I’ve been away for a week (more about this later, maybe), so haven’t had a chance to post anything. It has been a fairly warm week here in the UK, so it’s seem worth mentioning a recent paper about the global risk of deadly heat. It’s been covered already by Carbon Brief, so I don’t need to say much (I’ll probably fail).
A key point is illustrated in the figure on the right, which shows temperature and relative humidity. The black crosses shows temperature and relative humidity during events that were lethal. The blue line shows the likely boundary between lethal and non-lethal events, and the red line is a 95% probability threshold (which, I think, means almost certainly deadly). Our body (in fact, any mammal’s body) generates heat, and the ability to transfer that heat away depends on temperature and relative humidity, and there is a combination of temperature and relative humidity above which it is no longers possible to do so. As the paper says
The fact that temperature and relative humidity best predict times when climatic conditions become deadly is consistent with human thermal physiology, as they are both directly related to body heat exchange. First, the combination of an optimum body core temperature (that is, ~37<supoC), the fact that our metabolism generates heat (~100 W at rest) and that an object cannot dissipate heat to an environment with equal or higher temperature (that is, the second law of thermodynamics), dictates that any ambient temperature above 37oC should result in body heat accumulation and a dangerous exceedance of the optimum body core temperature (hyperthermia). Second, sweating, the main process by which the body dissipates heat, becomes ineffective at high relative humidity (that is, air saturated with water vapour prevents evaporation of sweat); therefore, body heat accumulation can occur at temperatures lower than the optimum body core temperature in environments of high relative humidity.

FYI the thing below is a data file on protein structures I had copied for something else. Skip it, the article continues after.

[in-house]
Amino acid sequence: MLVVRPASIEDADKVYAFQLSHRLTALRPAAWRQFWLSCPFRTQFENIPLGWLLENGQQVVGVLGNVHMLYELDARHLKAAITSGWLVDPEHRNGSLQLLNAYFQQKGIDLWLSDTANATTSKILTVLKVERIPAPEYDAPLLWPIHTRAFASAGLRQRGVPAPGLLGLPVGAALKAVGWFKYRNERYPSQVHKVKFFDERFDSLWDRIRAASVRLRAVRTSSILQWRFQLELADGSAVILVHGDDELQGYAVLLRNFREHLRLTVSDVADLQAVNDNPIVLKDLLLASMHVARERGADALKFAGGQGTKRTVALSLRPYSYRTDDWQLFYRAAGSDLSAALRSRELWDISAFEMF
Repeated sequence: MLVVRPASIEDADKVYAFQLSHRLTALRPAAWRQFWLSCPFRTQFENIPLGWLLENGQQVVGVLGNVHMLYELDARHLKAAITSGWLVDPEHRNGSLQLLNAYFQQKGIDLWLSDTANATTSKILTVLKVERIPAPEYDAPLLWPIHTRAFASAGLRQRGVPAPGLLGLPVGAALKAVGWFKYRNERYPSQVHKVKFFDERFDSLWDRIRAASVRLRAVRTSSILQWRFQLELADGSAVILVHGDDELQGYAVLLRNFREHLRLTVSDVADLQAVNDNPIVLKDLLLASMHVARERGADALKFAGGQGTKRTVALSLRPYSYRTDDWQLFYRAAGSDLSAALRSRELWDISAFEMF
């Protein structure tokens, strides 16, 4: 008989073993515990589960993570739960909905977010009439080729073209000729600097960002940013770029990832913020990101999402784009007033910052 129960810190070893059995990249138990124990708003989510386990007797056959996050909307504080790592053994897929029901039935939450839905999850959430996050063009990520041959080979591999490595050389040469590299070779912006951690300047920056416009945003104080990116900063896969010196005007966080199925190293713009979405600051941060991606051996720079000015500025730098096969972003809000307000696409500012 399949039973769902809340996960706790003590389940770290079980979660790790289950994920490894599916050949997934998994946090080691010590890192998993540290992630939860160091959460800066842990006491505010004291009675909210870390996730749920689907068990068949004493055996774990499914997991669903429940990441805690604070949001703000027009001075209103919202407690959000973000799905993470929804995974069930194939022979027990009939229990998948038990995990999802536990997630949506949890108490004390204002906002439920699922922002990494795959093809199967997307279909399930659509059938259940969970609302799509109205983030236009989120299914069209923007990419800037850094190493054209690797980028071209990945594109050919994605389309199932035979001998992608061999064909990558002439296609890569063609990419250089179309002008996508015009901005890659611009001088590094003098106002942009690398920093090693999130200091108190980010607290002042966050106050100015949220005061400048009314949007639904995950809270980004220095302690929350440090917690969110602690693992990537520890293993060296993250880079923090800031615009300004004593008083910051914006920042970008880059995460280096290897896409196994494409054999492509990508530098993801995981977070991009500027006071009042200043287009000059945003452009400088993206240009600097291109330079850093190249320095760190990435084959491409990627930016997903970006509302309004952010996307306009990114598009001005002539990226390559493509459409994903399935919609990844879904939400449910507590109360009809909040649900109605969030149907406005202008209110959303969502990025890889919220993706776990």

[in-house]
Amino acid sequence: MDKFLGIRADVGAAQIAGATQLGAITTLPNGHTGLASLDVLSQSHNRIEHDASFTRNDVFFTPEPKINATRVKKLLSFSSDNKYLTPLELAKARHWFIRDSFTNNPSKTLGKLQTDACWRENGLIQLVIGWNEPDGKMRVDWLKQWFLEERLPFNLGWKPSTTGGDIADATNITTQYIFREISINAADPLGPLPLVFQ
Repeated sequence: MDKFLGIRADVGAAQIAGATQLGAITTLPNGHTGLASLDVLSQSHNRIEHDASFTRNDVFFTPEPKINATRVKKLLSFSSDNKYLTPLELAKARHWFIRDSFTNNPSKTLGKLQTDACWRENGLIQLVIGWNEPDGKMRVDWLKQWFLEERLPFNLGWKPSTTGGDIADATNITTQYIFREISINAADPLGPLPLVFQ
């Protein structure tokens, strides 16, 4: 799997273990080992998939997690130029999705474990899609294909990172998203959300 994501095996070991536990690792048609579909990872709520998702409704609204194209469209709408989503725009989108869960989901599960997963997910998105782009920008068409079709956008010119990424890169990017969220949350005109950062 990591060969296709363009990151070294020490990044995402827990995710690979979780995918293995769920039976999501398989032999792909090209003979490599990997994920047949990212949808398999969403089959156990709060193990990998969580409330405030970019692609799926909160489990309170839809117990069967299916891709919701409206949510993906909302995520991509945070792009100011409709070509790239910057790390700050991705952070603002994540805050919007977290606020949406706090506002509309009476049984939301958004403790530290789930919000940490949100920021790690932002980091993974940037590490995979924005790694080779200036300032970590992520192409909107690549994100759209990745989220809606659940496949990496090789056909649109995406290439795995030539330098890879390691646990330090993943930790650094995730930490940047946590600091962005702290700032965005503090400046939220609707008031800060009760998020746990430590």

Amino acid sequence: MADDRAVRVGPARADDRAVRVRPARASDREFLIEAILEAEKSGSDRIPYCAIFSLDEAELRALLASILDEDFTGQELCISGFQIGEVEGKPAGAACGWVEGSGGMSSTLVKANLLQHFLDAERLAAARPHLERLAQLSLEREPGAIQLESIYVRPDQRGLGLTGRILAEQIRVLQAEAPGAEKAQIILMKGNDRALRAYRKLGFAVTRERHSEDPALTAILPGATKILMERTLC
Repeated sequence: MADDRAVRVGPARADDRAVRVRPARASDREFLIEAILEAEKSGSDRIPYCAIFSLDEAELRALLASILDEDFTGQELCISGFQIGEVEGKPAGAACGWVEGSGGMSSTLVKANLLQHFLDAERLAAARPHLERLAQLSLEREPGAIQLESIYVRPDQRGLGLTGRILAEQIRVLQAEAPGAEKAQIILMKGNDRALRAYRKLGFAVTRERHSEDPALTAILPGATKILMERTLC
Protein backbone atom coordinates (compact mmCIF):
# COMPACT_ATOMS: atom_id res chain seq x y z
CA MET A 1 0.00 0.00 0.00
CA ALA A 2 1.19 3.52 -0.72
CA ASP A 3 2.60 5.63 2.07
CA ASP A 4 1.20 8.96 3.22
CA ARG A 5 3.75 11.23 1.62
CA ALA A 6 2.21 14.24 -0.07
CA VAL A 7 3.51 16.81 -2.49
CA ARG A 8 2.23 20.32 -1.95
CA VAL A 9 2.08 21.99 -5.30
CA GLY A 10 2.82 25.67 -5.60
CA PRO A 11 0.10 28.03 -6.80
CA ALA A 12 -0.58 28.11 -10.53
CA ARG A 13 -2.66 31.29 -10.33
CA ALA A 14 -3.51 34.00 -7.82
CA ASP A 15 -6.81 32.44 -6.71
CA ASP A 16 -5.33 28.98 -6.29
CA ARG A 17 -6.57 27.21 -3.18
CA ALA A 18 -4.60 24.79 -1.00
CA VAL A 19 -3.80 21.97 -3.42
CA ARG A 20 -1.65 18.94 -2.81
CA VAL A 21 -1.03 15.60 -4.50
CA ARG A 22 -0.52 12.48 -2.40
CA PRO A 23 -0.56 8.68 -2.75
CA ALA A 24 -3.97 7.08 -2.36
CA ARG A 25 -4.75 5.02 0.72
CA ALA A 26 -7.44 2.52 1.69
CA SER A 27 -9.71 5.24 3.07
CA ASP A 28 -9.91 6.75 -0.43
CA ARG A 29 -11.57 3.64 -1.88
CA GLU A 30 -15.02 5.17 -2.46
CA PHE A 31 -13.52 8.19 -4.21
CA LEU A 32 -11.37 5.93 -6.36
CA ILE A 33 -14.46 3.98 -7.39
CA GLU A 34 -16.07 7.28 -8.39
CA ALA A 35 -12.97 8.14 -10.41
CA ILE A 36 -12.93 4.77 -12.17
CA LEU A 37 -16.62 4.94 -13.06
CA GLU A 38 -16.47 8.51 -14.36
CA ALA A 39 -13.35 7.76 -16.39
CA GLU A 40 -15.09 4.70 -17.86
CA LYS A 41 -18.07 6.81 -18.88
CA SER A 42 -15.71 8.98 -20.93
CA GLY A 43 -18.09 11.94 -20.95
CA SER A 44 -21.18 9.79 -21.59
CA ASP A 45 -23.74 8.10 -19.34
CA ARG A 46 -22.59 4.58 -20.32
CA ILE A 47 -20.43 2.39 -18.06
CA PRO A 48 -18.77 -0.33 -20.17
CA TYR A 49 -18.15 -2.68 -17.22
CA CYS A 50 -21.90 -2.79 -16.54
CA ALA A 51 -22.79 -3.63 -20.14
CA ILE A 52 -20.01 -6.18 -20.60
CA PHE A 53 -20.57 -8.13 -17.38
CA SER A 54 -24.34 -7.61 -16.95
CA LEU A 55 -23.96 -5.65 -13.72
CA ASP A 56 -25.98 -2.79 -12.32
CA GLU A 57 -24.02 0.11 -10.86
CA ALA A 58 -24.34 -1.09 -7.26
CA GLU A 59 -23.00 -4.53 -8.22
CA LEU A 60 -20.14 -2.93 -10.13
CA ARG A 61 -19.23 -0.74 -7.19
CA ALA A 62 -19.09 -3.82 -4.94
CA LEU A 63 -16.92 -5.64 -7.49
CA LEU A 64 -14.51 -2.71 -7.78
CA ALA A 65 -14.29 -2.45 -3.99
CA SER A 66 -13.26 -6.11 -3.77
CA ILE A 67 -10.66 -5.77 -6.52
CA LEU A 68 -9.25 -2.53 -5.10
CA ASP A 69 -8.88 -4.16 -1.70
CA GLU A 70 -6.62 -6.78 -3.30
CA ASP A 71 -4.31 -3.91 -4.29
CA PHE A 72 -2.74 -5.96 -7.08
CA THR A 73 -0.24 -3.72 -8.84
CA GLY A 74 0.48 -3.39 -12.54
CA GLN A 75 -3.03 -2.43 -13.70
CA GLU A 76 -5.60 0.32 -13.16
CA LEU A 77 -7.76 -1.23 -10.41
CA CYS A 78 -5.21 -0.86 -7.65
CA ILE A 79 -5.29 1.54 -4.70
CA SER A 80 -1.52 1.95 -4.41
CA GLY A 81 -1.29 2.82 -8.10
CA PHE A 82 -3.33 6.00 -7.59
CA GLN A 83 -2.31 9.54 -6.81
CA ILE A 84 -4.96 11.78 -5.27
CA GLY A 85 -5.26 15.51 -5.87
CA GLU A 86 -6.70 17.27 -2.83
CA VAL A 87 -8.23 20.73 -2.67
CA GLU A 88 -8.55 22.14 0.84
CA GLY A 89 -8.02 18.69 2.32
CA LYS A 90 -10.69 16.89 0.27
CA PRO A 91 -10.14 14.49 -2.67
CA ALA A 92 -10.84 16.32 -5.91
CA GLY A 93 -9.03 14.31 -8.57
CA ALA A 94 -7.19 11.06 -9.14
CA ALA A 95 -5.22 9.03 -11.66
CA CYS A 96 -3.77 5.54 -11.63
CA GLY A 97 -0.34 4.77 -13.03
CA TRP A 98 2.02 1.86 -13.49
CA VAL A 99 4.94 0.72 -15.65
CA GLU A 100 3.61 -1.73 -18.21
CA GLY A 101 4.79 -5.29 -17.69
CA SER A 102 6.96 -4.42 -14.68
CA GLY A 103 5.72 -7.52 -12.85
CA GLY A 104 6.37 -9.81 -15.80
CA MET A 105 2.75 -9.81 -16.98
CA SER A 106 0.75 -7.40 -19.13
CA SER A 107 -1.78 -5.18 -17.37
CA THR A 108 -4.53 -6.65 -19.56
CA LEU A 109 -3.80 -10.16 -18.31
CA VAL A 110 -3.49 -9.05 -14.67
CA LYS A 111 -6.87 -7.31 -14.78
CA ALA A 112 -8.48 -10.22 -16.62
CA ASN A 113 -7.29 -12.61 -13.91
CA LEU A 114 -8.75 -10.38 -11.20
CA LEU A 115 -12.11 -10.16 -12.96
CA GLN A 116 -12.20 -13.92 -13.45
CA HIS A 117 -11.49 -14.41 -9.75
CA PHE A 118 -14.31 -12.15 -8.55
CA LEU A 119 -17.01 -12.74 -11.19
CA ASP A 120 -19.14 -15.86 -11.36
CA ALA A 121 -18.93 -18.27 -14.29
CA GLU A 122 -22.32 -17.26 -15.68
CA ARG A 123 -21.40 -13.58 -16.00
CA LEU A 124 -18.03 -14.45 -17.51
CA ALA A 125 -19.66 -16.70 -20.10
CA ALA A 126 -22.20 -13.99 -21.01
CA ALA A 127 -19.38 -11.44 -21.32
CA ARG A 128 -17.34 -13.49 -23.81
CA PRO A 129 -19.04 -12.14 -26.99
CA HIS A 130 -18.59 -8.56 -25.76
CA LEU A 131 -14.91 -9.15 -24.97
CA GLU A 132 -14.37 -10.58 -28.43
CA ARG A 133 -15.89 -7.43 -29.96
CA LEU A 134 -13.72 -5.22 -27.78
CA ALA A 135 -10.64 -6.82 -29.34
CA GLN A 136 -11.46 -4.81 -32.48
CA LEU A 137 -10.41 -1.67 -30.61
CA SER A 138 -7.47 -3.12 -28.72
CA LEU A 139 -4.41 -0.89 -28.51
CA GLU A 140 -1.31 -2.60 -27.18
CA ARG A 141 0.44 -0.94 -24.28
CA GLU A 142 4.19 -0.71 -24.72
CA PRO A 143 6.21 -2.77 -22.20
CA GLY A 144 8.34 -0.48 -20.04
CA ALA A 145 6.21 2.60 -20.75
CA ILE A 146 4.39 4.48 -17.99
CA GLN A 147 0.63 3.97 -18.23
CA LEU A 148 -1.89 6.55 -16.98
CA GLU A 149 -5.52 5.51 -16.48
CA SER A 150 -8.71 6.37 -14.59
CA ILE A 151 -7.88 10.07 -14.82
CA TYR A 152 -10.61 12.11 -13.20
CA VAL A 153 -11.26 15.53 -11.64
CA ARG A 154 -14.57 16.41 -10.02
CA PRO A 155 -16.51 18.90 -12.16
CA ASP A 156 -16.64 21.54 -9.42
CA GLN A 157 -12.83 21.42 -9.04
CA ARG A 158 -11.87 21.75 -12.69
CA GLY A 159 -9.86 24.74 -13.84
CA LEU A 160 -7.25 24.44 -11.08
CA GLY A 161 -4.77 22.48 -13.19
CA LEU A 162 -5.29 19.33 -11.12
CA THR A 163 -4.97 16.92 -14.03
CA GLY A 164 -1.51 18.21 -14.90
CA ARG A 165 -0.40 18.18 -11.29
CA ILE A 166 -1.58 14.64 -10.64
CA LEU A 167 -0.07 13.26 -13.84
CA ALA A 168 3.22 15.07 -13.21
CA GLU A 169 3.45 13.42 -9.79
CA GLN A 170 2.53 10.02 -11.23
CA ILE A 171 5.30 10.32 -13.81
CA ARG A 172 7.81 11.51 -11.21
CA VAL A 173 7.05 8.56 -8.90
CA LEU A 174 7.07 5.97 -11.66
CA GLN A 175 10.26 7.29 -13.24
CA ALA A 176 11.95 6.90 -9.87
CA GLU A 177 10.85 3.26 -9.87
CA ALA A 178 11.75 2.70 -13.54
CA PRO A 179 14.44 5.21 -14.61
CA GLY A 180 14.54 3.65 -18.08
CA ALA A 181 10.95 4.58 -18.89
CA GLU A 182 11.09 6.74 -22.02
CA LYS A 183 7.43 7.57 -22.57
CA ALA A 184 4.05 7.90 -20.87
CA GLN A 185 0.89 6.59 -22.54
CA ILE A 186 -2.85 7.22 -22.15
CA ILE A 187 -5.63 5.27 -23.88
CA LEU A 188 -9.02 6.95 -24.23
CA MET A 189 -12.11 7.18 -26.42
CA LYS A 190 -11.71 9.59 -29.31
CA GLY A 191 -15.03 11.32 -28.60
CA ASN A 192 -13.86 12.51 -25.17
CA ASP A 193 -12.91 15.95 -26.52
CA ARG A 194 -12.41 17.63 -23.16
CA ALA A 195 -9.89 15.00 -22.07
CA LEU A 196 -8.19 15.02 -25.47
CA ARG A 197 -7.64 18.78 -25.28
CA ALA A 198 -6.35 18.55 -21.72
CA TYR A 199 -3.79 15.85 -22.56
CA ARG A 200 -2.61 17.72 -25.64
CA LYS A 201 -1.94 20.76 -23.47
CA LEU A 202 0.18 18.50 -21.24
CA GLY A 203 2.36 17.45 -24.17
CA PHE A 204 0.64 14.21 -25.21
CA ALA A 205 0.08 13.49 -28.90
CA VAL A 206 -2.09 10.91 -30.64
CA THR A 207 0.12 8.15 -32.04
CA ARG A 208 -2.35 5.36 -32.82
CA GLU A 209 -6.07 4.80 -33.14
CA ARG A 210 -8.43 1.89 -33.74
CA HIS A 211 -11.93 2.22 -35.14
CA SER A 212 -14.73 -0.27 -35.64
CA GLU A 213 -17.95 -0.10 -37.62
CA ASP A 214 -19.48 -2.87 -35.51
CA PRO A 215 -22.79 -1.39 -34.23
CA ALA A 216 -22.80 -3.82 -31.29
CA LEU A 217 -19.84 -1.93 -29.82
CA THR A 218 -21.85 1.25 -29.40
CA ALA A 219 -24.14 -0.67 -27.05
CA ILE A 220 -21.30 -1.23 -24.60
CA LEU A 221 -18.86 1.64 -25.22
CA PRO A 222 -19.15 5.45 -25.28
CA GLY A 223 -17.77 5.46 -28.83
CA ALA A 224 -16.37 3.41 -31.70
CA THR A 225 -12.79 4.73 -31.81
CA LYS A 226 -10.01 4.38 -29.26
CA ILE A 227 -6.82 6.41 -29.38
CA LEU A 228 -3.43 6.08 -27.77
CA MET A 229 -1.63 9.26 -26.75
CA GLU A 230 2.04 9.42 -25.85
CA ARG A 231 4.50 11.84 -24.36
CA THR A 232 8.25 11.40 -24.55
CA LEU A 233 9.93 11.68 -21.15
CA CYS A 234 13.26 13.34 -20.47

The Carbon Brief article does highlight some criticisms of this study (the available data did not cover all parts of the world, for example). However, it does seem clear that if we continue to emit CO2 into the atmosphere, we will continue to warm and a larger fraction of the world (and a larger fraction of the world’s population) will experience heatwave conditions (combinations of temperature and relative humidity) that could be deadly.
This is a key point, though. How these conditions will change in the future will depend on what emission (and, hence, concentation) pathway we actually follow. Climate change isn’t guaranteed to lead to a substantial increase in the probability of these conditions occuring; it largely depends on what we choose to do, or not do.